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At 3:29 p.m. CT Wednesday, Todd Hoffner walked onto the football practice field at Minnesota State Mankato for the first time since August2012. Hoffner was accompanied by athletics director Kevin Buisman.
It was a nice piece of symmetry, since Buisman had escorted Hoffner off the field and away from a practice all those months ago, then informed the Mavericks head coach he was being placed on suspension. It was the start of a 20-month saga that was supposed to end Wednesday, when Hoffner finally resumed his duties.
But closure hasn't arrived.
A few minutes after the coach's return, several dozen players walked across the street -- most clad in purple hoodies, none wearing practice gear -- to announce they were boycotting practice. Junior defensive back Samuel Thompson read a prepared statement saying the Mavericks players wanted interim coach Aaron Keen to continue in the head coaching role.
"Throughout this process our voice has been silenced. It's time our voice was heard. We want information, we want answers, because this is our team. As a unit we have decided not to practice because of the changeup in the coaching situation."
Four days after he was suspended by the school in 2012, Hoffner was arrested on felony child pornography charges because naked videos of his children were found on a school-issued cellphone. Although he was exonerated -- a judge dismissed the charges in November 2012 -- Hoffner was reassigned to an administrative role in December 2012 and fired last May.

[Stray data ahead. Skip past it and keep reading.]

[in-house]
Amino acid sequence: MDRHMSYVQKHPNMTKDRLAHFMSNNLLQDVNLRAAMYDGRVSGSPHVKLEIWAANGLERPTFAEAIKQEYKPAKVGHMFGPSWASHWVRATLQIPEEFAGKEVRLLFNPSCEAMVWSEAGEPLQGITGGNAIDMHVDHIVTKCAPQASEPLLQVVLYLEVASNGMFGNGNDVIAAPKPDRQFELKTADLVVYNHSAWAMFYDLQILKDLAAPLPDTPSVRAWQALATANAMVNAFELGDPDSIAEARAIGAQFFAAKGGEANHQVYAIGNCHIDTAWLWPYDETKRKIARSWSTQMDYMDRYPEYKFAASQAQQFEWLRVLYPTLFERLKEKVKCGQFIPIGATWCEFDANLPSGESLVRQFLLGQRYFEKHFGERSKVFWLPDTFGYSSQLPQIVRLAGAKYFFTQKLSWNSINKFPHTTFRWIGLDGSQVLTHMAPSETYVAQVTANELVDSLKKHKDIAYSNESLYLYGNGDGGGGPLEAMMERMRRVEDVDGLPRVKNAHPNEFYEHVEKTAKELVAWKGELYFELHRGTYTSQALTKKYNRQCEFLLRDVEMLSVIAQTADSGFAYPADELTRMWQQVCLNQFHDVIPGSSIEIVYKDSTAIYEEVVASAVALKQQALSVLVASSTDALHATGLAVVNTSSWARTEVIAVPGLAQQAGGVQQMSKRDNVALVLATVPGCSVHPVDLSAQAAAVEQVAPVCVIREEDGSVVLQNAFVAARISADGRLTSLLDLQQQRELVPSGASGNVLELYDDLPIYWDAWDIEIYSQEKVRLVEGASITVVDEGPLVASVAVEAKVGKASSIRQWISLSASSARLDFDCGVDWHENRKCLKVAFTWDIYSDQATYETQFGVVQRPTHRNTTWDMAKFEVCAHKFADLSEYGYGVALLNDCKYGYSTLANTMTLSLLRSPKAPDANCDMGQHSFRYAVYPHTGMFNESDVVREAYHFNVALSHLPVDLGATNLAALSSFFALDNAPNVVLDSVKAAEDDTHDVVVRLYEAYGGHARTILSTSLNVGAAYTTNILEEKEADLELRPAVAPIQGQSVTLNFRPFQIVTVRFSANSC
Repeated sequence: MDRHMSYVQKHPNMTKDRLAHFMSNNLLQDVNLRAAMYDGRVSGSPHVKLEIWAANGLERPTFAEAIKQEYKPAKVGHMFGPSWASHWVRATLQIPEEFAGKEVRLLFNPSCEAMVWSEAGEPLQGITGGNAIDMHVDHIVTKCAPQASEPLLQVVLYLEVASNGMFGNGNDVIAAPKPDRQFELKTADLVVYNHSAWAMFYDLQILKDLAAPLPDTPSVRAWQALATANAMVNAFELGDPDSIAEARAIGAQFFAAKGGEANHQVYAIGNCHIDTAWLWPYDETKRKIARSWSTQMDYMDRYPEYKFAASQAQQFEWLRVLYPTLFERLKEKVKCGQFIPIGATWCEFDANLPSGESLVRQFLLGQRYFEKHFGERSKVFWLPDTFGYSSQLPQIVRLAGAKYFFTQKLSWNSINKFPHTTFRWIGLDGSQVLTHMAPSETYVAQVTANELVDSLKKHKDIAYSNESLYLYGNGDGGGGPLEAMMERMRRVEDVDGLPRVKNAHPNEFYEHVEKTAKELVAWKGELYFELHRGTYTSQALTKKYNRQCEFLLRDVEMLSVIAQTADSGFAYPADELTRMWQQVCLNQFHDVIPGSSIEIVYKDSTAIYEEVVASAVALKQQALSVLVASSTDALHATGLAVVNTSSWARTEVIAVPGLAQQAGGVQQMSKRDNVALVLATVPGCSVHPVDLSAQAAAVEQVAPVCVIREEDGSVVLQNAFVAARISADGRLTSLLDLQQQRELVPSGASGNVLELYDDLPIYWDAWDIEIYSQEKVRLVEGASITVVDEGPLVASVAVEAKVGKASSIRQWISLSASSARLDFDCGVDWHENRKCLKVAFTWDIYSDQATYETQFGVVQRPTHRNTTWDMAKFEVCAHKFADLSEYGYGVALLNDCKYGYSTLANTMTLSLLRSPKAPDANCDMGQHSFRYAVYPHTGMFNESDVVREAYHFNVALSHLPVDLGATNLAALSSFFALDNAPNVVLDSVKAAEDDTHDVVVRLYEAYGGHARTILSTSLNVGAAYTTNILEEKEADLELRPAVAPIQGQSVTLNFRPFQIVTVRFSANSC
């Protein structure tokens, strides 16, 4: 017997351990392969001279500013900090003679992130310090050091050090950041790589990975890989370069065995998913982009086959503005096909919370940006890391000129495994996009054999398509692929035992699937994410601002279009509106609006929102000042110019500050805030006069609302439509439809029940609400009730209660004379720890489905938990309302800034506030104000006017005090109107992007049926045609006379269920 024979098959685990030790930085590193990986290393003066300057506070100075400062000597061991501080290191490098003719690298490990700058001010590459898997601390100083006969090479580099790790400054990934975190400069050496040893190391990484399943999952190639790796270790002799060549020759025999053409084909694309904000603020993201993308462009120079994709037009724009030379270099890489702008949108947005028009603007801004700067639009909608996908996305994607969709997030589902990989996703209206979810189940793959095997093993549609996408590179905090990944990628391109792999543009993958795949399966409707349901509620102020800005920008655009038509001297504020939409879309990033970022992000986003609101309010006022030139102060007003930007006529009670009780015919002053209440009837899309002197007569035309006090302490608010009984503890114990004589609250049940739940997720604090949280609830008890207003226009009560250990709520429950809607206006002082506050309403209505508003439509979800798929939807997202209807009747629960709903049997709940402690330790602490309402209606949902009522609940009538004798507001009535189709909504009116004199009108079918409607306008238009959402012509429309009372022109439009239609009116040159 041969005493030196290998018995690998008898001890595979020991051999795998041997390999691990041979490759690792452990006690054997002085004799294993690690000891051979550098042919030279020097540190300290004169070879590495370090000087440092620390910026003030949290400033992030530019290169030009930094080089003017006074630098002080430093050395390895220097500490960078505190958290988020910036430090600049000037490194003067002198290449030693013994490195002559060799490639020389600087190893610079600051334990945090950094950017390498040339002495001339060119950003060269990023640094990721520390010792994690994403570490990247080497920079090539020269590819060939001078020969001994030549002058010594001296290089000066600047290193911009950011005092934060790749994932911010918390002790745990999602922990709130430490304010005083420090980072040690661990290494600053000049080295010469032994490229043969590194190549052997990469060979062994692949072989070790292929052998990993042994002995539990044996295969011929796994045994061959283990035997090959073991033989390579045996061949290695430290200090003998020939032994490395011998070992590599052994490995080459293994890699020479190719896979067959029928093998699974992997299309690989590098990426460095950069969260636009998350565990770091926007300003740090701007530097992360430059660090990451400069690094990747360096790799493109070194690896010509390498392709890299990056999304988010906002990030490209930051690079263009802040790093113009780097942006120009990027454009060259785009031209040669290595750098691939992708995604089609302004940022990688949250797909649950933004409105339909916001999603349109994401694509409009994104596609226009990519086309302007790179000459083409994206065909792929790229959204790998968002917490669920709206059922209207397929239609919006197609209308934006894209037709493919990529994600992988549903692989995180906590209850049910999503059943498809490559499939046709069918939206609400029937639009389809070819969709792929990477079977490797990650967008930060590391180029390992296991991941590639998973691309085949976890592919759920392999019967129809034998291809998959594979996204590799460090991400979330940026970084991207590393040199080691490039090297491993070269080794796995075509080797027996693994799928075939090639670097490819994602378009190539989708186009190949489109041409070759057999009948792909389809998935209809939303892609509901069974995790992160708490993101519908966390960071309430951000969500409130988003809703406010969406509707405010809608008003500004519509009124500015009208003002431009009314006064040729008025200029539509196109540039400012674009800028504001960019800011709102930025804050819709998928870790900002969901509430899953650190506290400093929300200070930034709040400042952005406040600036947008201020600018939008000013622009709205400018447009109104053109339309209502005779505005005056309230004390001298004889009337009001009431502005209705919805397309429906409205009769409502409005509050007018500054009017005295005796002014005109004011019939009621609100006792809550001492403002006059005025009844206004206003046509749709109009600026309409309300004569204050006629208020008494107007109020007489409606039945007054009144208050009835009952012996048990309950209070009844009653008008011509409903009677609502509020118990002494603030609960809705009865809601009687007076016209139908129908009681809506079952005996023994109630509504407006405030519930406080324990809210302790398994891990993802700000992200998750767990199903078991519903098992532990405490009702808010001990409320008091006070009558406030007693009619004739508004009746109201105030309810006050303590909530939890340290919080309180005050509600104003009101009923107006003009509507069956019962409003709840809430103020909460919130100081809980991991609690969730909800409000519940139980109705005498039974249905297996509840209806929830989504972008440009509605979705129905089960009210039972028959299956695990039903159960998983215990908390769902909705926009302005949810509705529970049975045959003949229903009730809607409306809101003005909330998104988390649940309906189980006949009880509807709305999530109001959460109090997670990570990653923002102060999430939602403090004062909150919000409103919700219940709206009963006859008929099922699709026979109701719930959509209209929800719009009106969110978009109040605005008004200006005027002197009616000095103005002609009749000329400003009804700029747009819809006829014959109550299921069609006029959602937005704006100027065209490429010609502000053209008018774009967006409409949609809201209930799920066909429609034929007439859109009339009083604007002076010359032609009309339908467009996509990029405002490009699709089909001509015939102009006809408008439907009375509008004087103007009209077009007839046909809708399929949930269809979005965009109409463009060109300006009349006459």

He didn't get his job back until an arbitrator ruled last week that he was wrongly fired and must be reinstated if he wanted the job back. In an emotional news conference Tuesday in Minneapolis, Hoffner announced he would leave a job at Minot State -- he had taken it in January -- and return to Mankato.
"I wish I didn't have to make this decision, and I hope everyone understands the timing was not of my choosing," Hoffner said then, adding, "From Day 1, I wanted my job back."
That meant displacing Keen, who was the offensive coordinator under Hoffner. In two seasons while Keen was interim head coach, the Mavericks went 24-2 and reached the NCAA Division II playoffs twice. Wednesday, Keen told news reporters he was happy working at Minnesota State Mankato.
An hour before practice was supposed to start, Hoffner walked down a hall inside the school's athletics facility and said it had been an interesting and good day.
"People have been very good to me," he said.
When he walked with Buisman out to the practice field, wearing a black Minnesota State-Mankato cap and rain gear, Hoffner greeted several reporters with a smile. "Afternoon, everybody," he said.
From nearby speakers, a big bass beat blared. The song was Conflict, by the group Disturbed.
Moments later, the conflict resumed.
As Thompson spoke, Hoffner walked over to hear what he said. He returned to the middle of the practice field and spoke with assistant coaches for a few moments before leaving the field and returning to the football offices.
Later Wednesday, Buisman met alone with the players. Paul Allan, the assistant athletics director for communications, said Buisman, Hoffner, Keen and the rest of the coaching staff plan to meet with players today.